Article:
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Growing as a Photographer

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Viewing 15 posts - 1 through 15 (of 19 total)
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  • #2116
    clouddancer
    Participant

    I’m interested in doing a personal project to help me take better pictures. It would seem that the oft-said thing is to take pictures of everything and I do try to do that, but I’m still finding it difficult to get photographs versus snapshots. So I’m asking for advice/help in what I can do, how I can approach this to become a better photographer. I have the equipment now where I didn’t before, so I think it’s time to work on this with a little more zeal, only I’ve no idea how to approach this. I’ve thought about a daily photography thing like I’ve seen a couple of you mention, but I don’t know the details or how to find them, or if anything else is available to try.

    Thanks for any input.

    #34946
    Curious
    Participant

    it’s all in the eye. when you look at something try seeing it as a frame. or use the camera to actually frame it. move right/left/up/down. think about not only what you want to photograph but what else in in the frame. does it add or subtract from what you want to convey. do you know what you want to convey?

    now FWIW my recent stuff has been shit in that regard but there are lots of good examples in each contest. think about how you might have shot something you like differently. read the rule of thirds (and other stuff on photography) but don’t feel you HAVE to follow “the rules”. does your photo tell a story? and if so how well? do people “get it” w/o you explaining. if you are shooting for mood what mood? bright usually is happy and dark sad but again it’s not cast in stone.

    put on clothes you don’t care about getting dirty and get down on your knees or stomach. use a ladder to change perspective too.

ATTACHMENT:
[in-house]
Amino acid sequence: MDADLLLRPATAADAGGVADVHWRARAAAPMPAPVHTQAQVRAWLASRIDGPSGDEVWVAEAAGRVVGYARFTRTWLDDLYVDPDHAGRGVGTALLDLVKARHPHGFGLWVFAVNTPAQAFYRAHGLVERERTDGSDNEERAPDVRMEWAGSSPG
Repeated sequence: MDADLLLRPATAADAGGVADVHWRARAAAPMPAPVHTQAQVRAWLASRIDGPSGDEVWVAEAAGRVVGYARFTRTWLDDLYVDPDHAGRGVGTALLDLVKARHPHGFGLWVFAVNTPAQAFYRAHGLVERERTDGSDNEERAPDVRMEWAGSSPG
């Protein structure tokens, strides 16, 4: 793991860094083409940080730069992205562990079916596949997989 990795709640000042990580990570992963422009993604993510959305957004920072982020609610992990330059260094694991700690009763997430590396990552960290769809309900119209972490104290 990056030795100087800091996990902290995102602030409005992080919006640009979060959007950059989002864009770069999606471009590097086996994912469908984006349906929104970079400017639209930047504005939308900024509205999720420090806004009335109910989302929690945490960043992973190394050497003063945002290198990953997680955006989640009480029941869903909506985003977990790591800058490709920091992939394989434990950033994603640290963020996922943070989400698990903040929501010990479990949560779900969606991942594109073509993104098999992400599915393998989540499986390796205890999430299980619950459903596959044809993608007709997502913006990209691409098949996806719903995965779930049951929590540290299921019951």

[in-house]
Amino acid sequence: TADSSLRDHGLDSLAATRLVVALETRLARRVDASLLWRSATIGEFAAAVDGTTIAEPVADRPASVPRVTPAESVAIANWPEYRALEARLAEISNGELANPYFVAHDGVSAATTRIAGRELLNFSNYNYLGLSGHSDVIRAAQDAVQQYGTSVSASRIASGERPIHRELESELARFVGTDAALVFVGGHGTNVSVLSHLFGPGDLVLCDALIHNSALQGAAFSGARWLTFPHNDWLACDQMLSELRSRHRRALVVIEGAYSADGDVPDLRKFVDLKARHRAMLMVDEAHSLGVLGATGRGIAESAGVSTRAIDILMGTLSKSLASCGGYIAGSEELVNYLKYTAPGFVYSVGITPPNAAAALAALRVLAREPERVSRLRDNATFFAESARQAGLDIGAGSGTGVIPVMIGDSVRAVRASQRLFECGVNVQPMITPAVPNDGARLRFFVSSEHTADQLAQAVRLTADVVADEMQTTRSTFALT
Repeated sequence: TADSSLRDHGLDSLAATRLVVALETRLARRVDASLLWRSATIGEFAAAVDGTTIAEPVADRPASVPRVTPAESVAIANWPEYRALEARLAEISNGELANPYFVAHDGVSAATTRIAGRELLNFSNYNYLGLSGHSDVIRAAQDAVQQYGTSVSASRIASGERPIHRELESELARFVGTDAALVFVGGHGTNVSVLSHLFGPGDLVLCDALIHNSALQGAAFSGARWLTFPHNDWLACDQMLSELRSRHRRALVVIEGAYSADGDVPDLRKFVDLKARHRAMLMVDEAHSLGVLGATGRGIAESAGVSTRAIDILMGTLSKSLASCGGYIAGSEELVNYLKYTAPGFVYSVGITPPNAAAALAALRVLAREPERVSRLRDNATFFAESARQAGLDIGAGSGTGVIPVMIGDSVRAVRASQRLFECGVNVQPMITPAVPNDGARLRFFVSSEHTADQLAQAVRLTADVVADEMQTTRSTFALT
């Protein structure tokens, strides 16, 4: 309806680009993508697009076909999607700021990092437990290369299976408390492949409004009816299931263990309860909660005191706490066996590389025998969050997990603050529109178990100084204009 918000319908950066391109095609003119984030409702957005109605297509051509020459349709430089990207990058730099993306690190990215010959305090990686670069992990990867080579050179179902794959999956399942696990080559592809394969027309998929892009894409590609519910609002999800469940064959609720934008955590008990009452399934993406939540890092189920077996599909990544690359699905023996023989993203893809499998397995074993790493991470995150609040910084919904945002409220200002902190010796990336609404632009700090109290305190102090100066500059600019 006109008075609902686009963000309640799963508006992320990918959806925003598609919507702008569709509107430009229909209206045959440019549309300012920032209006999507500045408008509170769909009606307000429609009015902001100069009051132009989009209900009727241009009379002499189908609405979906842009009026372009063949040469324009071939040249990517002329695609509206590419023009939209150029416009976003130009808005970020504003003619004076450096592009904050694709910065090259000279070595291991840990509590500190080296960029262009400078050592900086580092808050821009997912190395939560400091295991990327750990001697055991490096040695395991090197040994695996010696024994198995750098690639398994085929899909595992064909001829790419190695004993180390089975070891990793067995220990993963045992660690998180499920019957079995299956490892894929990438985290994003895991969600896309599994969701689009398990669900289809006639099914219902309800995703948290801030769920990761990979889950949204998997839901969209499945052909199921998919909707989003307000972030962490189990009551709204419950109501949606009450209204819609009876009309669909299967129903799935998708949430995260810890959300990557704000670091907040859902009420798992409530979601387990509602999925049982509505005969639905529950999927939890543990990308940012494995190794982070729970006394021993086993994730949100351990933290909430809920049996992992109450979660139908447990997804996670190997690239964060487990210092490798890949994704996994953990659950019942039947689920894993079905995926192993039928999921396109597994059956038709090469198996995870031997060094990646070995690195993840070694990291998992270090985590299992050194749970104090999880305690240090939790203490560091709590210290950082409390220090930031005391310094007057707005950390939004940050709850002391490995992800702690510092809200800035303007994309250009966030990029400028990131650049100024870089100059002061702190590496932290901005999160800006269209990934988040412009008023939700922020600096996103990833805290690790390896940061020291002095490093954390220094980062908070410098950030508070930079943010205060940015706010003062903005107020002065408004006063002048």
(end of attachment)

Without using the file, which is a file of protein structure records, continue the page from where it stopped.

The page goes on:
take the kids to a park with some equipment and let your husband play with them while you stay in the back ground. no “look over here” “smile now” type stuff. and don’t tell them what to do. no “time for the slide now”. let them do what they want and just record it. preferably from their eye level. use the long zoom. it will blur out the background some thus highlighting the kids.

    #34947
    ravnostic
    Participant

    I’m hardly what can be described as an expert, but I’ve improved tremendously this year (no, really, even people here have said so). I’ll chirp in with what I’ve learned.

    Either by low f/stop or by telephoto, my better shots have shallow depth of field, which forces the eye to focus on what I want the viewer to see. The downside is the focus needs to be spot-on, which can be hard with images that are spontaneous shots, rather than ones that I can take the time to plan.

    Like Curious said, look at a potential scene from many different angles. Frame them with either the camera or your fingers. Don’t be afraid to get dirty if it means getting a great shot–perspective changes nearly everything, and that can make the difference between ho-hum and ‘wow’.

    Bracketing has helped a lot. You can post-edit this to a good extent, but the closer you are to where you want to be to begin with, the better the final result. I bracket my ISOs, my f/stops, my exposures, in different combinations, and over time I’ve developed a better ability to ‘see’ a shot before I take it, thus leading to needing fewer brackets as I’ve started out in a better place to begin with.

    Try and see shots in things people might not ordinarily take pictures. There’s a million shots of the St. Louis Arch, but very few like the one U-man took from within the structure that ranked highly in a recent contest. Uniqueness counts, if you can find it.

    Read old photo magazines, and check out various websites (I’ve crawled through the forums here and found lots of tips and suggestions that also lead to some websites, and while I have an aunt who’s sent me back issues of photo mags, you can also troll the library for the same.)